A change to the pathway for aspiring country rugby league players could deliver the strongest Daley Cup competition yet, Andy Haycock says.
Now in his eighth year with the Western Rams academy, Haycock runs the Dubbo satellite training sessions for both age groups and travelled with the squads to Sydney for Sunday’s trial matches against the Central Coast Roosters.
The Penrith Panthers have made their SG Ball and Harold Matthews training resources available to the Western Rams academy.
Meanwhile a shift in the pathway meant country juniors – like Parkes’ Benji Glasheem – could play for Penrith (Western) or the Canberra Raiders (Riverina) in the SG Ball – wrapping up in May – and still live and train in their home towns, making them eligible for Rams selection.
“This year we’re pretty much full strength,” Haycock said of the 18s side, while admitting it was a shift that would benefit all regions.
Dubbo CYMS Thomas Stimpson scored a “nice try” while Fishies teammate Colby Peckham has a solid game in the middle, Haycock said.
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Meanwhile St Johns Dubbo junior Noah Ryan scored a nice try in the outside backs.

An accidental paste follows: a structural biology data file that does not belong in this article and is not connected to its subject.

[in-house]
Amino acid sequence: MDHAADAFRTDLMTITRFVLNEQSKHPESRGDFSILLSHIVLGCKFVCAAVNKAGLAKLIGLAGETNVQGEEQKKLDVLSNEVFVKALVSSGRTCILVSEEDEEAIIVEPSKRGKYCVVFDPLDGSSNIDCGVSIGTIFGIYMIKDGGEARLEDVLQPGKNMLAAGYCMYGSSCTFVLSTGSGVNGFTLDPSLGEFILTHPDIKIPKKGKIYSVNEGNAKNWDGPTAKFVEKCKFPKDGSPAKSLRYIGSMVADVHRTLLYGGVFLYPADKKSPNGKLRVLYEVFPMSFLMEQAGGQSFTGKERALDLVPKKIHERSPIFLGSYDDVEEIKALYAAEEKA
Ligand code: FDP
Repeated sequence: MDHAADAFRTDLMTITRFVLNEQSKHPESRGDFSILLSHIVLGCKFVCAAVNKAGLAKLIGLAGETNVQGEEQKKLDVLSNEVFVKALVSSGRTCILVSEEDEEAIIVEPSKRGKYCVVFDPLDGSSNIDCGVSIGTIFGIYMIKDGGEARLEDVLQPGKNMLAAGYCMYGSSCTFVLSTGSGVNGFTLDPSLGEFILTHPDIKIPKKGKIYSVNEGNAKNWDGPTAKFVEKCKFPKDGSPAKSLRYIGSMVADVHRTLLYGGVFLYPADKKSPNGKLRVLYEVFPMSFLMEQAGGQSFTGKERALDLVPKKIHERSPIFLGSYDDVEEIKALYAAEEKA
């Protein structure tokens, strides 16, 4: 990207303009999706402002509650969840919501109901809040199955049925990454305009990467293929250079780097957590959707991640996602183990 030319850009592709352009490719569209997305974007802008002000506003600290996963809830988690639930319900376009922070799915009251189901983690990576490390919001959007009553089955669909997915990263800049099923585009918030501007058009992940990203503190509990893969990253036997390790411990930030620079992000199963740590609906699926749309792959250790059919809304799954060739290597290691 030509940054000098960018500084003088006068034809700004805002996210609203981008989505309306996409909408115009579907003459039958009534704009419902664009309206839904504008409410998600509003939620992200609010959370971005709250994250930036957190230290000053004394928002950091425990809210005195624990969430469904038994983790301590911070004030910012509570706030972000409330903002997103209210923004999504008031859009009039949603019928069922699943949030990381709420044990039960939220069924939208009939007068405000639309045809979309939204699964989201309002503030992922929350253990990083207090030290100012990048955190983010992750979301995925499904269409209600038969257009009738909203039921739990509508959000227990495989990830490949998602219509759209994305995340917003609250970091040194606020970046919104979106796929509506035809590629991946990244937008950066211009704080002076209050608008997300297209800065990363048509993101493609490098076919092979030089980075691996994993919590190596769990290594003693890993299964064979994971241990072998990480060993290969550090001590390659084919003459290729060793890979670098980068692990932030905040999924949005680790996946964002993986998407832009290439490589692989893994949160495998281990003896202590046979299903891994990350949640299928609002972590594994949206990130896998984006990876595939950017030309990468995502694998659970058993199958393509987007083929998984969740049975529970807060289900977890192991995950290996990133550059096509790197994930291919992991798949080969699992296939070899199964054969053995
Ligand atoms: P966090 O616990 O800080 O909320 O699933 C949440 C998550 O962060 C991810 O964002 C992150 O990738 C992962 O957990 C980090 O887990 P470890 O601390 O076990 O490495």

A total of 22 players took the field in the 18s clash, with Haycock predicting some tough decisions ahead for coach Kurt Hancock.
The Bathurst-based mentor will have to cut the squad back to just 18 ahead of the Rams’ opening Daley Cup clash against the Penrith Panthers on February 16.
Haycock said “keeping kids in the country” – with their pre-existing support network – “but also having a direct link to an NRL club” was vital.
“Ben Hardin, who’s the 20s coach, sends us the videos of the training drills and we run it how they would run it,” he said. “The beauty of what we’re doing is if kids are lucky enough to get to Penrith, they’re already aware of what’s expected.”
Played in the shadows of Panthers Stadium, Sunday’s trial attracted NRL stars Isaah Yeo and Kaide Ellis (both from Dubbo) and Wayde Egan (Lithgow), as well as Panthers SG Ball premiership-winning five-eighth, and Dubbo CYMS utility, Matt Burton.
Haycock said having the likes of Yeo present helped the kids “see there can be a pathway”.
“You’ve got three first graders from western NSW – and proudly from western NSW – they were happy to come along and interact,” he said. “There was a real western reunion – lots of people interested so see the next generation come through … It’s almost like a big family.”
The region’s coaches are also learning a great deal from Panthers pathway coaches Matt Cameron, Jimmy Jones, Sam Jones and Ben Hardin, who have visited the region and also hosted training in Penrith.
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